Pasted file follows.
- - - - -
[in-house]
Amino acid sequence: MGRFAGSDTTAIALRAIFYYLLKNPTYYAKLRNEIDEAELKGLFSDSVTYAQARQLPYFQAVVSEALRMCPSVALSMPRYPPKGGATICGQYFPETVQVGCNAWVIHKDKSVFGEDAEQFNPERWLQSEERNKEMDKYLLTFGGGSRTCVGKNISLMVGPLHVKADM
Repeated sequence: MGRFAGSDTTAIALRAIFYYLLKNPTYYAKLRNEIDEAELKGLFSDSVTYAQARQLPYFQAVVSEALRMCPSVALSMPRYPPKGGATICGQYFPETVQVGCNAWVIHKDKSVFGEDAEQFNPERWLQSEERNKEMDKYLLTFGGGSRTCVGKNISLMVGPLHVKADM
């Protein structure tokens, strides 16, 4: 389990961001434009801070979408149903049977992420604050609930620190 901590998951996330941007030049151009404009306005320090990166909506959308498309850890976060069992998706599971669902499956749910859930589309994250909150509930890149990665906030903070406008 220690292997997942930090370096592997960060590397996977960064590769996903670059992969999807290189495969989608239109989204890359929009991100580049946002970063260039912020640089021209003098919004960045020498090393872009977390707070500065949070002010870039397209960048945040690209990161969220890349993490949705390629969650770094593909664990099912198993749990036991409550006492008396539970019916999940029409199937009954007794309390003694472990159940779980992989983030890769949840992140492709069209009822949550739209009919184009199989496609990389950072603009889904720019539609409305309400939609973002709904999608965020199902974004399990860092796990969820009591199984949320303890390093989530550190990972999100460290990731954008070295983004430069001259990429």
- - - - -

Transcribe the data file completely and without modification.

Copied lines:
[in-house]
Amino acid sequence: MGRFAGSDTTAIALRAIFYYLLKNPTYYAKLRNEIDEAELKGLFSDSVTYAQARQLPYFQAVVSEALRMCPSVALSMPRYPPKGGATICGQYFPETVQVGCNAWVIHKDKSVFGEDAEQFNPERWLQSEERNKEMDKYLLTFGGGSRTCVGKNISLMVGPLHVKADM
Repeated sequence: MGRFAGSDTTAIALRAIFYYLLKNPTYYAKLRNEIDEAELKGLFSDSVTYAQARQLPYFQAVVSEALRMCPSVALSMPRYPPKGGATICGQYFPETVQVGCNAWVIHKDKSVFGEDAEQFNPERWLQSEERNKEMDKYLLTFGGGSRTCVGKNISLMVGPLHVKADM
């Protein structure tokens, strides 16, 4: 389990961001434009801070979408149903049977992420604050609930620190 901590998951996330941007030049151009404009306005320090990166909506959308498309850890976060069992998706599971669902499956749910859930589309994250909150509930890149990665906030903070406008 220690292997997942930090370096592997960060590397996977960064590769996903670059992969999807290189495969989608239109989204890359929009991100580049946002970063260039912020640089021209003098919004960045020498090393872009977390707070500065949070002010870039397209960048945040690209990161969220890349993490949705390629969650770094593909664990099912198993749990036991409550006492008396539970019916999940029409199937009954007794309390003694472990159940779980992989983030890769949840992140492709069209009822949550739209009919184009199989496609990389950072603009889904720019539609409305309400939609973002709904999608965020199902974004399990860092796990969820009591199984949320303890390093989530550190990972999100460290990731954008070295983004430069001259990429």